Name: Jabari Brisport
Office Sought: New York State Senate District 25
Party Affiliation(s): Democratic
Education: NYU – BFA / Yale – MFA
Occupation/Employer: Teacher/ NYC DOE
Previous Offices, Campaigns and Community/Civic Involvement: N/A
Please state whether you support or oppose the following reform measures. If you wish to elaborate on your answers, you may do so in the provided space at the bottom of this page.
- Replace the Joint Commission on Public Ethics and the Legislative Ethics Commission with an effective and independent enforcement body (S594A/A1282A).
- Limit outside compensation earned by state legislators and statewide officials to 25% of their salaries and eliminate stipends.
Elections and Voting
- Do you support or oppose the following changes to the state’s current registration and voting system?
- No-excuse absentee voting (second passage of constitutional amendment)
- Election Day voter registration (second passage of constitutional amendment)
- Re-enfranchisement of people on parole automatically through legislation, without requiring a Certificate of Good Conduct or Relief
- Automatic voter registration, unless the potential voter opts out
- Mandating poll sites on college campuses
- No-excuse absentee voting (second passage of constitutional amendment)
- Reform the special election process, utilizing a nonpartisan special election for state legislative seats and eliminate delays in filling vacancies.
- Reduce the vote threshold to become a registered party back to 50,000 votes and keep the gubernatorial election as the qualifying election, and reduce the petition requirement for independent candidates back to 15,000 signatures.
- Amend the state’s public campaign financing system, approved in the 2021 budget, by
- Drastically reduce campaign contribution limits
- Set even lower contribution limits for registered lobbyists and those who do business with the state
- Move the campaign finance matching program to be administered by an independent, nonpartisan body outside of the NY Board of Election
- Simplify the matching system by making both in- and out-of-district donations eligible and by eliminating the three different tiers for matching
- Drastically reduce campaign contribution limits
- Require full disclosure of grants and contracts issued by the state, including the budget lines from which the spending is made and reporting on the results of each grant or contract over a certain amount.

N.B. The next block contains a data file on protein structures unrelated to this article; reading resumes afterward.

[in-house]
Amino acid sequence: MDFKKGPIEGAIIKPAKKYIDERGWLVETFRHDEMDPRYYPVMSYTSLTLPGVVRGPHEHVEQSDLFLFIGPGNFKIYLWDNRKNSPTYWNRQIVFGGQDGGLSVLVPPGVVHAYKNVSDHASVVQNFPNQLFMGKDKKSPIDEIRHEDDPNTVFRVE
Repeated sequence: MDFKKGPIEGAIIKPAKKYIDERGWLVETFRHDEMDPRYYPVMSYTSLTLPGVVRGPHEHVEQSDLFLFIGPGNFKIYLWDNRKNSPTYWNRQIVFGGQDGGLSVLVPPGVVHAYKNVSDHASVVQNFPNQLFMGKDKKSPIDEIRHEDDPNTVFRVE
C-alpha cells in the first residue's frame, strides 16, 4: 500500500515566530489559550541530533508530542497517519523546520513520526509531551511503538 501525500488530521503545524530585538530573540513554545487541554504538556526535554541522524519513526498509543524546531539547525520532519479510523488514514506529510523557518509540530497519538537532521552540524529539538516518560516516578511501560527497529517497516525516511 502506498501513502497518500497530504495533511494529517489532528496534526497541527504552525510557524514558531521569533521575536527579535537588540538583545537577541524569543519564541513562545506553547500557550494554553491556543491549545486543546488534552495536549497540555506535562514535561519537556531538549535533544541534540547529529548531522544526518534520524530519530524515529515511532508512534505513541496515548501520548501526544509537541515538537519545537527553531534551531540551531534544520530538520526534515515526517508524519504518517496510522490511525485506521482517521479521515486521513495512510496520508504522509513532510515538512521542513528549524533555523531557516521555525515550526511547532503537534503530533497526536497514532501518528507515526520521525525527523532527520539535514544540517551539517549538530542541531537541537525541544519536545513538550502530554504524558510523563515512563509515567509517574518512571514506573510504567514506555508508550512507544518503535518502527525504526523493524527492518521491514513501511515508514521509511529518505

- Provide for effective online disclosure and itemization of spending from elected officials’ lump sum appropriations, including reporting on potential conflicts of interest and how the funds are spent.
- Repeal Civil Rights Law, Sec. 50-a, which shields from public view the disciplinary records of police officers, correction officers, and firefighters.
- Restructure the state Board of Elections to abolish the strict two-party division of governance and operation and put in place professional, nonpartisan administration.
- Empower the attorney general to investigate and prosecute election law malfeasance and cases of public corruption.
- Make mayoral control of city schools permanent, with a governance system that provides for accountability, transparency, parent engagement, and democratic participation.
- Simplify and consolidate New York State’s court system by passing the Chief Judge’s proposed constitutional amendment to modernize the courts.
If needed, you may elaborate below on your positions on the previous questions. You may also provide additional information on any actions that you have taken or plan to take to advance your positions on these issues.
For #12, I’d like to see a return to more local control of schools, whether that be a return to elected school boards, or another mechanism that is based heavily in community participation.
RESPONDING TO THE COVID-19 OUTBREAK
Government under the COVID-19 outbreak
- Adopt technological solutions and provisions that will allow the New York State legislature to convene and vote remotely if needed.
- Provide public access to observe and participate in government proceedings, in meetings that would be public under the New York Open Meetings Law, via live and recorded video available on government websites.